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Review: Adorama 3Pod V2AH Tripod

If you're looking for a tripod for tracking high-motion events and have only $150 to spend, you should check out the Adorama 3Pod V2AH.

Mounting a Camera

As with most tripods, you slide the camera in from the back, and a locking mechanism clicks into place so your camera can’t slide off the mount, with a button release to remove the camera on the back. The top of the head is only about 3” wide, so if your camera is too wide, you won’t be able to spin the plate-tensioning knob around to tighten the plate unless you spin it to the almost closed position before you mount the camera.

This was a problem with a Panasonic AVCHD camcorder that I mounted on the tripod, but not the Canon XL2 that I also tested. Either way, this probably will only be a problem the first time you mount a wide-body camcorder or DSLR camera because it’s easy enough to address once you experience it and know it’s coming.

Figure 6. If you have wide-body camera, you may not be able to tighten this knob and secure the plate without removing the camera and turning the knob to its final revolution. Click the image to see it at full size.

Once you mount the camera, you can place the handle on either side of the head. I found you had to really tighten the locking knob to prevent the handle from spinning, which always concerns me because of the risk of stripping the screw, but that didn’t happen. The handle is about 11.5” long, as compared to 14.25” for the Manfrotto. For most users, this probably won’t matter. For me, when I’m following the action in an event, I tuck the handle into my armpit and follow the motion by moving my upper body, which frees me to run the zoom control with my right hand, and adjust aperture with my left. I was able to get this done with the 3Pod, but could have used an extra couple of inches on the handle.

Panning and Tilting

Panning-and-tilting motion is controlled via knobs (Figure 7, below) that were supposed to perform double duty, adjusting tension and locking the head into place. While they functioned well in their locking role, the tension adjustment was very limited. This worked well for me because the tilt-and-pan tension felt good, but if you’re looking for the ability to really fine-tune this function, it may be a problem. For perspective, my Manfrotto unit has separate tension knobs in both axes, but I can’t remember ever using them.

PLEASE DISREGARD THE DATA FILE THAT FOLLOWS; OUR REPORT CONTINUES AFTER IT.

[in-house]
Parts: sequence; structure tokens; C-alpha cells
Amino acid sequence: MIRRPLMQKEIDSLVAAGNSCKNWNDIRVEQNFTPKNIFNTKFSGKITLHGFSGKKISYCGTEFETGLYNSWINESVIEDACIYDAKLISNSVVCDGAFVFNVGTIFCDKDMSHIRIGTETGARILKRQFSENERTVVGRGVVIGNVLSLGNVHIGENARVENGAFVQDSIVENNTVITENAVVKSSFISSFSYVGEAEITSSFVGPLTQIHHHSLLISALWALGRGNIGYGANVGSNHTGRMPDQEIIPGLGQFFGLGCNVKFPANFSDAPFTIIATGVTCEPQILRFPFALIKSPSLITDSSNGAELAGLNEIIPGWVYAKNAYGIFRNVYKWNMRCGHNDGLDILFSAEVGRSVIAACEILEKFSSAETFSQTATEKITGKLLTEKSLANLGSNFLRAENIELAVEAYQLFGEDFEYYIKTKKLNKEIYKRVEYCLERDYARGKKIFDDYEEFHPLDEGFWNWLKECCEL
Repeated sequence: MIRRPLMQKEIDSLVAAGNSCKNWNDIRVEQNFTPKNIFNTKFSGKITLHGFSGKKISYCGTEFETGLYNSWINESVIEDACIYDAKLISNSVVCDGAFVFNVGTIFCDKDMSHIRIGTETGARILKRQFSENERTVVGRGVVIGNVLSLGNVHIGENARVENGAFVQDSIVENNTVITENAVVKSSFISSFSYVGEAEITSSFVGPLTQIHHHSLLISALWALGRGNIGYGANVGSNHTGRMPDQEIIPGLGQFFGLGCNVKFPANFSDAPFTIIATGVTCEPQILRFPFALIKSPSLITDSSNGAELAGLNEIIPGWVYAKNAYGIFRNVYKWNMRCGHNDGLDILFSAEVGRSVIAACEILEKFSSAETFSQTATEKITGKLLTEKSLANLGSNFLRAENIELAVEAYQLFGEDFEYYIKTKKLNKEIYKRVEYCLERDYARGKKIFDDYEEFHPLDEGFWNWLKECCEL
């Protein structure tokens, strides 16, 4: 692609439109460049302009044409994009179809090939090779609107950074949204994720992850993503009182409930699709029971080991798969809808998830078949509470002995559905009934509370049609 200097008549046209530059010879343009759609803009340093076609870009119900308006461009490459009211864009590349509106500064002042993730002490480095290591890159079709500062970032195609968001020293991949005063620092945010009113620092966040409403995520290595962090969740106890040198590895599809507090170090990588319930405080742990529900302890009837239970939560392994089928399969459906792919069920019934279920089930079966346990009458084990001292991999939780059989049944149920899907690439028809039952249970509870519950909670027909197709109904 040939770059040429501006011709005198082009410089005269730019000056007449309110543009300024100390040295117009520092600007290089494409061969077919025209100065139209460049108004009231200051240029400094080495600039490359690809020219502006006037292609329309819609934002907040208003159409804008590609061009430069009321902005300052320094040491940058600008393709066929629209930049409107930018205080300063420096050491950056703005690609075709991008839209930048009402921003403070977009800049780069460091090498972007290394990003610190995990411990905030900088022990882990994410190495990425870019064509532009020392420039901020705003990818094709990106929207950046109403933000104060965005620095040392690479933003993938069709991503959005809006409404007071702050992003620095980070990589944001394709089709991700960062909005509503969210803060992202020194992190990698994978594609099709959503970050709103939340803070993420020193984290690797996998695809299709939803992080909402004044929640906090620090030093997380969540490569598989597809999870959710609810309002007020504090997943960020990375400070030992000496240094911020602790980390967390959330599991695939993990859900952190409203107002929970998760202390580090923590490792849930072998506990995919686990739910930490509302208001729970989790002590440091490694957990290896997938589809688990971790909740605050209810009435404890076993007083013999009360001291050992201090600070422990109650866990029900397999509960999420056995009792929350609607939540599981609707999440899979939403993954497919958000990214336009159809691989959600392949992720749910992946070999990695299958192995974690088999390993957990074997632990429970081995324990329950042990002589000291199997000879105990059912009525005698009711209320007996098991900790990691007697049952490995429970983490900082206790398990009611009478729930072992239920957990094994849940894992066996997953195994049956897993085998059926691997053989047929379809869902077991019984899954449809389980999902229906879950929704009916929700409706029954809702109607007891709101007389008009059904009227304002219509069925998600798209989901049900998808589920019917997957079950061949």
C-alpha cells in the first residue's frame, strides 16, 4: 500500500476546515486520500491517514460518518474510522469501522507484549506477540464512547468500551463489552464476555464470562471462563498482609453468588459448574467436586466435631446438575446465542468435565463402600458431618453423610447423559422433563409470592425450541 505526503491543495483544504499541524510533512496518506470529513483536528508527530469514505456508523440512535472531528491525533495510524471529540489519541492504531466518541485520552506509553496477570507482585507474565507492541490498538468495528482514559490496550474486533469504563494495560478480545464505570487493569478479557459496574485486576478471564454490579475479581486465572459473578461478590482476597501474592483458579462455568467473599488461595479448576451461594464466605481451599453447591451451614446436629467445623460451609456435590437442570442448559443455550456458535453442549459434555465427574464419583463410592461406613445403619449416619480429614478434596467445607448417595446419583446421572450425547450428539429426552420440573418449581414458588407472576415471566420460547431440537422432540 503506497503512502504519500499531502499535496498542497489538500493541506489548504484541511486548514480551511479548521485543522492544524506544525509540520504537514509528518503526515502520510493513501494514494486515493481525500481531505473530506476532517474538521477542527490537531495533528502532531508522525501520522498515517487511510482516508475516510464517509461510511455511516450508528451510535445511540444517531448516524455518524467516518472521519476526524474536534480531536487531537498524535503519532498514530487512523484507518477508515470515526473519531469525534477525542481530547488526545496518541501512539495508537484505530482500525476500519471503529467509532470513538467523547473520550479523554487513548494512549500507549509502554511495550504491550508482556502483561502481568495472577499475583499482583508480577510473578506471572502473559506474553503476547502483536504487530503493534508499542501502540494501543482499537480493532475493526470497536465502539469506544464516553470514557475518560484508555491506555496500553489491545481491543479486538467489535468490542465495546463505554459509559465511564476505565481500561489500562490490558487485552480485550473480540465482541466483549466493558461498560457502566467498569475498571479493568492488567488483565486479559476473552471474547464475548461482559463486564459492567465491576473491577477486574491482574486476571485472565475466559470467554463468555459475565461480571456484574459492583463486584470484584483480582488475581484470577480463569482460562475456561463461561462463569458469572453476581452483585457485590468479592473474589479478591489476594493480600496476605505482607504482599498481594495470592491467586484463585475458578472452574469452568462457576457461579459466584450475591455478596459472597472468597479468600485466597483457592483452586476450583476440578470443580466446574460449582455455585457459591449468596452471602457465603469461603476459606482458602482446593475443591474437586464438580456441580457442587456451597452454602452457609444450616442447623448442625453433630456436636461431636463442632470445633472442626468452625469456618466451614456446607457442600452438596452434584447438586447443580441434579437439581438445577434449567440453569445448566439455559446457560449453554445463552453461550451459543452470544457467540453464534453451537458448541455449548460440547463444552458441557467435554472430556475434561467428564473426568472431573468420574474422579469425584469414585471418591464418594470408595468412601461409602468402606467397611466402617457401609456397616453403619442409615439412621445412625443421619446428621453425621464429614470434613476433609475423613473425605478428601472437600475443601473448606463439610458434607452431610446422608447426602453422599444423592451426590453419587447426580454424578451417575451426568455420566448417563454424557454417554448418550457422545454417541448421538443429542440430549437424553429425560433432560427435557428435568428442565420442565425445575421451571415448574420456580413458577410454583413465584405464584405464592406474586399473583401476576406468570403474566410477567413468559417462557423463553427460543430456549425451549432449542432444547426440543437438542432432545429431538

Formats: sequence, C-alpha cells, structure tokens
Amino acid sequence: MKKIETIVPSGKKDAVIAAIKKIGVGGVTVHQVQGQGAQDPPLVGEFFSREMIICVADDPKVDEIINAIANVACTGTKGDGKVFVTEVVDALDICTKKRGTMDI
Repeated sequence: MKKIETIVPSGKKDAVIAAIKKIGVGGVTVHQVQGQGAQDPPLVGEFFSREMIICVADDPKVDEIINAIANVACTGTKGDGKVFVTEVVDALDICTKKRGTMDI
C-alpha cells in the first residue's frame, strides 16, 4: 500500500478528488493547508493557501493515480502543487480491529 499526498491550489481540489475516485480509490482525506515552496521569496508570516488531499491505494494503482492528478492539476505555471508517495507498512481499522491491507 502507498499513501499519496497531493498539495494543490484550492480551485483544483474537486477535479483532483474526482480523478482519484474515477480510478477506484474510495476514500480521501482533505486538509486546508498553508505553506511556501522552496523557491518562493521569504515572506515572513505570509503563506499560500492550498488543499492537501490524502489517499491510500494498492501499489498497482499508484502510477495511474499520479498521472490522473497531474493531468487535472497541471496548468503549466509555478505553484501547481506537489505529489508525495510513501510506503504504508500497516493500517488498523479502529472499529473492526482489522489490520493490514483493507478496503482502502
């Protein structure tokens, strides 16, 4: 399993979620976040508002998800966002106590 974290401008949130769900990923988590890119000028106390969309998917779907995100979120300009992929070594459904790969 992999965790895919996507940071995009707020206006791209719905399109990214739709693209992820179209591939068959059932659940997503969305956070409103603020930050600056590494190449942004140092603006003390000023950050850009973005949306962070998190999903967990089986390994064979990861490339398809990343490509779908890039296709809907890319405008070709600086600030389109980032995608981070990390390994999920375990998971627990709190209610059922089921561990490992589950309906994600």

Figure 7. This lock performed its namesake function well, but didn’t really adjust tension all that well. Click the image to see it at full size.

Regarding tilting, though this isn’t mentioned in the spec sheet, it felt like there was a counterbalance system in place, which would push back slightly if the camera nose pointed too high or too load. This helps balance the camera and avoid camera droop in either direction.

So How Smooth Was the Motion?

Typically, you buy a tripod to play one of two roles: either to serve as a stable, locked-down camera base, or to follow a subject’s motion. In the latter role, the tripod needs to move smoothly in both axes, and to start and stop all motion without jerking of any kind. In this regard, the V2AH was exceptional for a unit in its price range.

To test the tripod, I used it to film a ballet, the spring performance of La Fille Mal Gardee. Though the performance was by my wife’s company, failure was not an option, as my 16-year-old daughter (Figure 8, below) was performing and jerkiness and other indicia of tripod malfunction would have subjected me to months of teenage disdain. The initial results are in and the report is positive; the tripod started, stopped, and moved very smoothly, and my daughter didn’t notice that I had substituted in a $150 tripod in place of my $400 Manfrotto unit.

Figure 8. The V2AH let me smoothly follow the action; here, my 16-year old daughter. Click the image to see it at full size.

I shot the ballet with my Panasonic AG-HMC150 AVCHD camcorder, which weighs about 3.8 pounds with battery. Back in the lab, I mounted up my ancient Canon XL2, which weighs in at 5.3 pounds, and is balanced awkwardly, with a heavy 20X lens on the front. The aforementioned flexibility in the mounting plate let me mount the camera so it was almost perfectly balanced, and motion was just as smooth at the higher weight. This bodes well for DSLR shooters with big heavy lenses up front, or those with lots of gear on the camera or rails system.

How Stable Was The Platform?

Once I got familiar with the tripod, my biggest concern was how stable the tripod would be when the center brace (Figure 9, below) wasn’t fully extended, which can happen when you’re working in limited floor space. With the XL2 mounted, I raised the tripod to the full 77” and restricted the leg distance to about 24”. Standing on a stool I was able to pan and tilt and the tripod remained completely stable.

Figure 9. I was concerned that the center brace wouldn't be as stable as a locking spreader, but it proved very stable and secure.

Overall, the tripod’s most unique selling proposition is its height, but beyond that, it proved stable and smooth enough to follow a high-motion ballet. While there were some rough edges, you can expect these in any tripod in this price range. If you’re looking for a tripod for tracking high-motion events and have only $150 to spend, you should check out the V2AH.

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